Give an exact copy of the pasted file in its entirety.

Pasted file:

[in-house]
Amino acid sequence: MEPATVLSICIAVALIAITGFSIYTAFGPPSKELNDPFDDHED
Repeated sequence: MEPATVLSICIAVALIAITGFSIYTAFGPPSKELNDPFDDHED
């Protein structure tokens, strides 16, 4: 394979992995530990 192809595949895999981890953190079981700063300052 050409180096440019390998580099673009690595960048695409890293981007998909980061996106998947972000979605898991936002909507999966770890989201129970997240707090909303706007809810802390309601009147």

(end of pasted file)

[in-house]
Amino acid sequence: MEPATVLSICIAVALIAITGFSIYTAFGPPSKELNDPFDDHED
Repeated sequence: MEPATVLSICIAVALIAITGFSIYTAFGPPSKELNDPFDDHED
């Protein structure tokens, strides 16, 4: 394979992995530990 192809595949895999981890953190079981700063300052 050409180096440019390998580099673009690595960048695409890293981007998909980061996106998947972000979605898991936002909507999966770890989201129970997240707090909303706007809810802390309601009147």